Kristen Meinzer is an associate producer for The Takeaway and co-host of The Takeaway's Movie Date podcast.
Specializing in culture, she produces stories on contemporary social issues, history, health, science, arts, and entertainment. Kristen has also produced several stand-alone hour specials for WNYC and for The Takeaway, including one on time travel and a prime-time Oscar special, which she also co-hosted.
As one half of the Movie Date team, Kristen regularly appears on The Takeaway, and has also been a guest on Soundcheck, the Brian Lehrer Show, and the New York broadcasts of All Things Considered and Morning Edition.
Prior to working with The Takeaway, Kristen was a development producer for CBS News Productions; an associate research scholar with the Center for Media, Culture and History; and a freelance producer, editor, and writer for VH1's The Fabulous Life, The Discovery Channel's Anatomy of a Pandemic, The Brooklyn Review, and The Minnesota Daily.
Kristen holds a BA in cultural studies from the University of Minnesota, an MA in public history and consumer culture from New York University, and an MFA in fiction writing from Brooklyn College.
In this week's Movie Date podcast, Rafer and Kristen look at the intersections of music and film in three new releases: "Inside Llewyn Davis," "Out of the Furnace," and "Sound of Music Live." They also embark on some movie therapy with a listener who wants help with tracking down quality lesbian-themed films. And, as always, there's movie trivia.
Tonight, a new version of “The Sound of Music,” starring Carrie Underwood, will be performed live on NBC. But early buzz about the special has been anything but kind. Can this remake succeed? Are there films that are, perhaps, to sacred to remake? Emily Rems is a fan of "The Sound of Music" and a cultural critic. She serves as managing editor for Bust magazine and she joins The Takeaway to explain why the internet and cultural critics are so up in arms over the new special.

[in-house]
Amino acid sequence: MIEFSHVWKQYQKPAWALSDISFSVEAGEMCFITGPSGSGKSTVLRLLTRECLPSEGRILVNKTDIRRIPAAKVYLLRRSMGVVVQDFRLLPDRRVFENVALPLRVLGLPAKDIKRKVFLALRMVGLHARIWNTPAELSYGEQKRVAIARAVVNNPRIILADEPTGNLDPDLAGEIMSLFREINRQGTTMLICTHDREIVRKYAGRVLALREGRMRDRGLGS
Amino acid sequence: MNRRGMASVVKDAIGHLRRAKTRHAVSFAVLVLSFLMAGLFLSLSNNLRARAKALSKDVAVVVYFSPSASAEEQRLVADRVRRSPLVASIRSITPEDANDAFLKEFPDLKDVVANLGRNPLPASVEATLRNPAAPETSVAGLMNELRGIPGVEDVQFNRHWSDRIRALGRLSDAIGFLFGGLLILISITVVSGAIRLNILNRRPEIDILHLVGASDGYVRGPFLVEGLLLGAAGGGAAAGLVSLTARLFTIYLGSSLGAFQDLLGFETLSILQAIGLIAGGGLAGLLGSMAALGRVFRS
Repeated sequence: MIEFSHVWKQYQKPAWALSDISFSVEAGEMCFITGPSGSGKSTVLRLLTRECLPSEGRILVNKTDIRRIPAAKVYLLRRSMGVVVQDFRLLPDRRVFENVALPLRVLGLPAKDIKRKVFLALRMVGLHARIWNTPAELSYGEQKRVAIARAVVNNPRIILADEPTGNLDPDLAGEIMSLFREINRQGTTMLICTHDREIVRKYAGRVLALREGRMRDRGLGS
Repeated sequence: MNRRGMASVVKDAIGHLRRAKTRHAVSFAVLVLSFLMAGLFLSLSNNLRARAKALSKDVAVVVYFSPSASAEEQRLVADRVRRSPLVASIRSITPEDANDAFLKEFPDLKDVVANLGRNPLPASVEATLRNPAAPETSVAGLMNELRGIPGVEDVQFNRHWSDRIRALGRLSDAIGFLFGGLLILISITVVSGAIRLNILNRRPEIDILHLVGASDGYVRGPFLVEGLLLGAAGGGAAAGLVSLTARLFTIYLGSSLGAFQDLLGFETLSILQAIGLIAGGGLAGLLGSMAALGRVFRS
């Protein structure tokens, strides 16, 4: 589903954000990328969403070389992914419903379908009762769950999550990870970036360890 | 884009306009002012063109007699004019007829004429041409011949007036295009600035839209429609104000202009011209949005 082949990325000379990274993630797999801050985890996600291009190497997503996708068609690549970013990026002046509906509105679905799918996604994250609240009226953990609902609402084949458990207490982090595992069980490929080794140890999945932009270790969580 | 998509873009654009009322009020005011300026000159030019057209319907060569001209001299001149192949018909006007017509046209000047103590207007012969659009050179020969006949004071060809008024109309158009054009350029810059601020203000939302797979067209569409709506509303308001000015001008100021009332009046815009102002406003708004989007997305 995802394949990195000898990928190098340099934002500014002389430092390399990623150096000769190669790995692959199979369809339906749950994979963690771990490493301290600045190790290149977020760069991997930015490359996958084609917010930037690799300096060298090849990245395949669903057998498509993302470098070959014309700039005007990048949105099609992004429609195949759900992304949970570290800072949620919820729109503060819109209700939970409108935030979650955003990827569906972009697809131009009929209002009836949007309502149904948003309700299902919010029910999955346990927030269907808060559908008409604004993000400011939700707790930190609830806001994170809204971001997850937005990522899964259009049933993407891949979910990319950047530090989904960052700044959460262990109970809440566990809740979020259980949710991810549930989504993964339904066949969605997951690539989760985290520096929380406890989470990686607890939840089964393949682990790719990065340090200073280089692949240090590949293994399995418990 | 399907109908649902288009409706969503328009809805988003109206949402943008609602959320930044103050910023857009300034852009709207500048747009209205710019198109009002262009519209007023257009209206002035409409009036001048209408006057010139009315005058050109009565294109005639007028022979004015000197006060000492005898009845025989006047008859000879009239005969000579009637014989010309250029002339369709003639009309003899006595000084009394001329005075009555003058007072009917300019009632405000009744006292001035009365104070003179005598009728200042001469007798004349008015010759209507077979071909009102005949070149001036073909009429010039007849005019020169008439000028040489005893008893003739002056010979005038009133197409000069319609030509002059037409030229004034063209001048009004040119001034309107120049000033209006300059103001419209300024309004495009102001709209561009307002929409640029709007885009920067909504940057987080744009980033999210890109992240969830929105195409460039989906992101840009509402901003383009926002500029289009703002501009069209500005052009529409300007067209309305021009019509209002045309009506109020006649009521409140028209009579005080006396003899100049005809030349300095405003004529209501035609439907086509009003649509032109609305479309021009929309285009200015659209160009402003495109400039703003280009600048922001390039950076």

All this week, we’re looking at the ways that technology is changing our holidays and our traditions. As we look at the digital migration of the holidays, we wanted to see how the retro department store window displays are responding to technology. Jeremy Bergstein is managing partner and head of strategy for the Science Project, which designed this year's Christmas windows for Saks Fifth Avenue. He joins The Takeaway to discuss the ways new technologies are being incorporated into the age-old tradition of holiday window displays.
It’s no secret that technology is changing the way we live, but what does that mean when it comes to our experience of the holiday season? Some may say that digital technology is taking the magic out of the holidays as Christmas no longer seems quaint when 1 in 3 children write their lists to Santa through a website or smartphone app. Manoush Zomorodi, host of WNYC’s New Tech City, joins The Takeaway to discuss how technology has transformed our holiday traditions.
The Thanksgiving movie rush is upon us and The Movie Date team is here to tell you what to see and what to skip this holiday weekend.
In Disney's new animated feature, "Frozen," Broadway and film star Josh Gad plays the funny, lovable snowman Olaf. His mission: to help two sisters named Elsa and Anna, voiced by Idina Menzel and Kristen Bell, lift their kingdom from an eternal winter. What he doesn't realize is how a world without cold might affect him. Gad joins The Takeaway to discuss, among other things, how one prepares to play a snowman.
In this week's Movie Date podcast, Rafer Guzman, film critic for Newsday, and Kristen Meinzer, culture producer for The Takeaway, tell you what to see and what to skip this holiday weekend. The week's films include "Frozen," "Oldboy," "Mandela: Long Walk to Freedom," "Black Nativity," and "Homefront."
In this week's Movie Date podcast, Rafer and Kristen review "The Hunger Games: Catching Fire," "Delivery Man," and "The Christmas Candle." They also answer listener mail in response to last week's review of "The Best Man Holiday" and offer some Movie Therapy to a listener who bemoans the lack of female action heroes.
Each Friday, The Takeaway's Movie Date team delivers reviews of the new releases slated to hit the box office. This week, the Movie Date team weighs in on "The Hunger Games: Catching Fire," "Delivery Man," and "The Christmas Candle." In addition to hosting the Movie Date podcast, Rafer Guzman is film critic for Newsday and Kristen Meinzer is culture producer for The Takeaway.